Announce an object from a list of objects (you have prepared in advance.)
Instruct your teams to produce or collect the stated object as quickly as possible.
The first person to present the object to you will earn a point for their team.
Announce the next item on your list, and repeat.
Continue until all of the items on your list have been announced and presented.
The team with the most points wins.
How To Play Narrative
Think of this game as a kind of urgent treasure hunt.
Split your group into two or more smaller teams of about 2 to 6 people. Ask each team to find a spot to sit together that is roughly an equal distance away from you (so no team feels disadvantaged.)
Next, explain that you will soon announce a series of random, yet generally common objects or things, and the first group to present these things to you will win that round. Pretty basic.
Of course, there is no limit (other than appropriateness) to what you could demand of your group.
To get you started, this list of ‘things’ seems to work pretty well:
8 shoes tied together
Someone with a filling in their teeth
Sock with a hole in it
3 belts hooked together
Stub of a movie ticket
Coin made in the 1980s
To avoid the inevitable crush of groups rushing at you from time to time, allow only one person from each team to approach you.
Also, I often place a rubber spot (or chalk circle) for each team at least 2 metres (7’) in front of me to represent their ‘show-and-tell’ area.
Practical Leadership Tips
It should go without saying (but I’ll say it anyway,) your list of things should feature only those objects your grandmother would be happy to handle and show you.
Depending on the actual object being retrieved and presented, you may need to specify or qualify the eligibility of certain items. For example, if you asked for a red shoe, you may stipulate that it must be presented without a foot inside it.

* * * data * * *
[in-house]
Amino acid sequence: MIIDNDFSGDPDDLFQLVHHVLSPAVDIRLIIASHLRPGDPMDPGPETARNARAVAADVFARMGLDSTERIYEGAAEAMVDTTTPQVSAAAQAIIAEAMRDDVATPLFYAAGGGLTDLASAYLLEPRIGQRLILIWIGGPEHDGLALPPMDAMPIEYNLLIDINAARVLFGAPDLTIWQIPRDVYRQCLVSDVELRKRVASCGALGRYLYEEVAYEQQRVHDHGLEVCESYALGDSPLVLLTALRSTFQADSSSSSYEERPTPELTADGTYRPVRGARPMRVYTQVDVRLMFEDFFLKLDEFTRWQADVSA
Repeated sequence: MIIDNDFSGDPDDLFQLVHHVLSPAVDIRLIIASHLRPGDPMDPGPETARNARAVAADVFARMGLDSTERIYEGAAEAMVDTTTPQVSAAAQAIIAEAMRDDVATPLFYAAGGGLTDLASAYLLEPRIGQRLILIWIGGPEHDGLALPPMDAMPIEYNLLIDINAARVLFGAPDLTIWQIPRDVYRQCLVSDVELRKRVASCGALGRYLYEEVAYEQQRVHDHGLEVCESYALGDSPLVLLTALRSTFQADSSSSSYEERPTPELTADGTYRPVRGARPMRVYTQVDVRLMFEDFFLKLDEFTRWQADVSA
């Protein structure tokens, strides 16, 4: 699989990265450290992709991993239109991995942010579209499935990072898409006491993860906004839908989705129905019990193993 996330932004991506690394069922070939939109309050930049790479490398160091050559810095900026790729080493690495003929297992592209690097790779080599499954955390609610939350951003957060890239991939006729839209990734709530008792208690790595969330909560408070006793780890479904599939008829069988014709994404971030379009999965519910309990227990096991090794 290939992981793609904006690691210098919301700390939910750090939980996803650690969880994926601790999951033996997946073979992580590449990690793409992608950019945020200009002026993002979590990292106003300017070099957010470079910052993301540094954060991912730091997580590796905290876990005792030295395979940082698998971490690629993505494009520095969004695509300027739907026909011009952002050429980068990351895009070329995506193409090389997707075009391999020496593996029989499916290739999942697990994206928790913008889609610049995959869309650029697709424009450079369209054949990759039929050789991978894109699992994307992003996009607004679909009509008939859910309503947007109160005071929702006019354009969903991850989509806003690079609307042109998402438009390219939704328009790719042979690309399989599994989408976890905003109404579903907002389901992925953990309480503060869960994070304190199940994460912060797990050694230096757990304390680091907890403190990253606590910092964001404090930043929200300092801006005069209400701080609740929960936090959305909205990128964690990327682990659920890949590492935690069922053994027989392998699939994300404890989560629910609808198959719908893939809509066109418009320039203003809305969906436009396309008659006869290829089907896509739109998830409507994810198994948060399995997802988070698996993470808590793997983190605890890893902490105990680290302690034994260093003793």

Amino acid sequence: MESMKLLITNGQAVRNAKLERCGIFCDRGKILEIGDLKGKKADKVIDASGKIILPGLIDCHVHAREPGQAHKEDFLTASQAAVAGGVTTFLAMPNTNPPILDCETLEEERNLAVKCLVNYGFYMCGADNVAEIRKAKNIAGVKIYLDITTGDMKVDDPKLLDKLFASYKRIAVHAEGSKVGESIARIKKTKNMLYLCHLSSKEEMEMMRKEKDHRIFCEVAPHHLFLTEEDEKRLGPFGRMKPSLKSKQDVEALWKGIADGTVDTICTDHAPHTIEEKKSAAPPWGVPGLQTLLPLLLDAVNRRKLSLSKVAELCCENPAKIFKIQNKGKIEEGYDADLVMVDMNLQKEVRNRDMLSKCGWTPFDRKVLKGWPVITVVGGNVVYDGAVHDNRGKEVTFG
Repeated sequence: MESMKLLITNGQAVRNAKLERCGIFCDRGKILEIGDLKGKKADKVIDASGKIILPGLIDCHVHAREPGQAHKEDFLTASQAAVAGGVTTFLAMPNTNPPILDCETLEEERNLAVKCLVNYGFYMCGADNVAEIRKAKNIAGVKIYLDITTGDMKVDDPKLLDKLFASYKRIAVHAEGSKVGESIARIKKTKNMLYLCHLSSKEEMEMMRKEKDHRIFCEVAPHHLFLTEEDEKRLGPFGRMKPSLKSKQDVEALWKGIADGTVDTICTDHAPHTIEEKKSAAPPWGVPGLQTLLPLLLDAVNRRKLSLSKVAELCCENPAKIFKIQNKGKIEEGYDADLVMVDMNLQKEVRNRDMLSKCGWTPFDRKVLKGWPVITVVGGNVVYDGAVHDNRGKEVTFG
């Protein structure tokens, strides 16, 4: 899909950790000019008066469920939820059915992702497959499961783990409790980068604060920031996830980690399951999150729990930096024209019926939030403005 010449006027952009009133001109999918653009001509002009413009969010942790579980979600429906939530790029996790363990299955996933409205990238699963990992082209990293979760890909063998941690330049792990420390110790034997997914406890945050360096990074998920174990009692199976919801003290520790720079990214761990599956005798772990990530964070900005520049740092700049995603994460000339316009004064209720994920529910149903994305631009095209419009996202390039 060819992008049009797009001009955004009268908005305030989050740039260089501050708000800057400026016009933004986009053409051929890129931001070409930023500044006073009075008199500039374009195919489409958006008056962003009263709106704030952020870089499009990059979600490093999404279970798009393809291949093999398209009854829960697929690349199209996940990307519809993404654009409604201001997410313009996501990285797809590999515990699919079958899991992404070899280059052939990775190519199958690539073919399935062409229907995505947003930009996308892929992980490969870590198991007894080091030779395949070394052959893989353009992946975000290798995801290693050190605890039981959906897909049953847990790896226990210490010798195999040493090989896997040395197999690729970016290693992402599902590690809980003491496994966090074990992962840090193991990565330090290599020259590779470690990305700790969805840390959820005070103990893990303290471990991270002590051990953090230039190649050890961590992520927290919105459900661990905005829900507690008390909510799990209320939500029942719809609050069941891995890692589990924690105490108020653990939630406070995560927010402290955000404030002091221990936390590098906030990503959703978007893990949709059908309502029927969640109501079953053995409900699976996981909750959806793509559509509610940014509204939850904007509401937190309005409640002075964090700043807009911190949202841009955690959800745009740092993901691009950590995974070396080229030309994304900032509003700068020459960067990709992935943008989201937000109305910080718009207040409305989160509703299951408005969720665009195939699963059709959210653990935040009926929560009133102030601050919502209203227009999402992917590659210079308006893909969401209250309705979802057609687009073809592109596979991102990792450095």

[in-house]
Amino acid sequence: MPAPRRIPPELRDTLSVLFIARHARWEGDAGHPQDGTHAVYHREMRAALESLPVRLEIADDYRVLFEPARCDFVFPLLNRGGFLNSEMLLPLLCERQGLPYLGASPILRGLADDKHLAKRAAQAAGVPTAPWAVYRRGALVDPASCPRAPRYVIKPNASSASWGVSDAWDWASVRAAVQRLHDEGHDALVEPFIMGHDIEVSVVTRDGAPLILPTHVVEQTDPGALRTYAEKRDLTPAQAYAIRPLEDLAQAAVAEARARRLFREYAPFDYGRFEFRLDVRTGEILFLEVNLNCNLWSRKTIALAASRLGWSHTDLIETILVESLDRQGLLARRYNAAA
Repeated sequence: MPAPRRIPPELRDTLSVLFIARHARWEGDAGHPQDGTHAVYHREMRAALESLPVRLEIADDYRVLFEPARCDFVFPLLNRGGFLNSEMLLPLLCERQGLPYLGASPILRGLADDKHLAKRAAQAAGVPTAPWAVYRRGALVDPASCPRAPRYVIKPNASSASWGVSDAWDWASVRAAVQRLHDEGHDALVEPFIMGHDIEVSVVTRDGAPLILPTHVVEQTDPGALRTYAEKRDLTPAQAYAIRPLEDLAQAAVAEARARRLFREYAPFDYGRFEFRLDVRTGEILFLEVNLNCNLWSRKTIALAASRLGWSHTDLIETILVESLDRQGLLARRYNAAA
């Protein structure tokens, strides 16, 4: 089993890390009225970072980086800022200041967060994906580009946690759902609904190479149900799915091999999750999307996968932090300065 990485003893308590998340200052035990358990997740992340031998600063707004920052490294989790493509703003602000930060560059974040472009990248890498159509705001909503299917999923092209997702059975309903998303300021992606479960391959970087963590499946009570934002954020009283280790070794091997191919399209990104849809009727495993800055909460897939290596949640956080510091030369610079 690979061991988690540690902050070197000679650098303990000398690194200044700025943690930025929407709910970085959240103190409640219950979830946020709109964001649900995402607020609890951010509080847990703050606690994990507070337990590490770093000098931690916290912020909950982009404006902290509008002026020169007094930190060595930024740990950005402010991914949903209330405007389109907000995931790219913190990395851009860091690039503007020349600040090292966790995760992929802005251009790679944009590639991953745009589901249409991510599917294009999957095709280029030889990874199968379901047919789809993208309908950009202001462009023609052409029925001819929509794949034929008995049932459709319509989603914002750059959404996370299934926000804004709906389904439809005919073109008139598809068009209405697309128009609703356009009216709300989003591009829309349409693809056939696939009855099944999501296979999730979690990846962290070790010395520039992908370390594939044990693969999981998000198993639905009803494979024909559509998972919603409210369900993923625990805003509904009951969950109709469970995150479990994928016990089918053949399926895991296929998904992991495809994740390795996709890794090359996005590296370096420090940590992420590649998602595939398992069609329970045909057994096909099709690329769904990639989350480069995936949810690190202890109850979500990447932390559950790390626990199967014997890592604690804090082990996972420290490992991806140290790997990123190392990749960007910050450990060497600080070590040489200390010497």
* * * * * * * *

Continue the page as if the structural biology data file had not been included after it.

Everybody In: Instruct each team to ensure that every one of their members comes forward with at least one item during the game.
Team Challenge: Issue a list of objects to be retrieved all at the same time. You can either acknowledge the team that gathered the most number of items on the list as the winner or announce the team that collects all of the items first as the winner.
Be Prepared: Adding a more physical element to this exercise, take a look at Be Prepared. The ‘treasure’ in this instance would be a series of (often physical) tasks which need to be accomplished, for example, “FORM A LINE & LEAP-FROG EVERYONE IN YOUR GROUP.”
Take a look Treasure Hunt to explore the original format of this game.
Open the Virtual Adaptation tab to learn how to present this activity online.
Allocate all of the members of your larger group to smaller teams, but do not direct them to a breakout room, ie the key is that everyone knows which team they are on. Issue your series of treasures to be found, one at a time, and award points to the first team that produces the said item in front of their webcam.
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Useful Framing Ideas
Everyone loves a treasure hunt, and today, this is exactly what I have in store for you. But there’s a twist…
Have you ever lost your keys? Then you know how frustrating it can be to misplace them and have no idea where they might be hiding. I have a similar sort of challenge for you, but rather then search for your keys, I have a long list of ordinary and not-so-ordinary things to look for…
Reflection Tips & Strategies
Coupled with one or more reflection strategies, here are some sample questions you could use to process your group’s experience after playing this fun large group game:
How did your group decide to meet each challenge?
Did your group specialise in any way?
Was there a time when your group was creative?
How was your group challenged during the exercise?
What role did you (personally) play? Did you feel that your role was useful? Important?
The inspiration for Need A Shoelace and many more large group activities, was sourced in the following publication: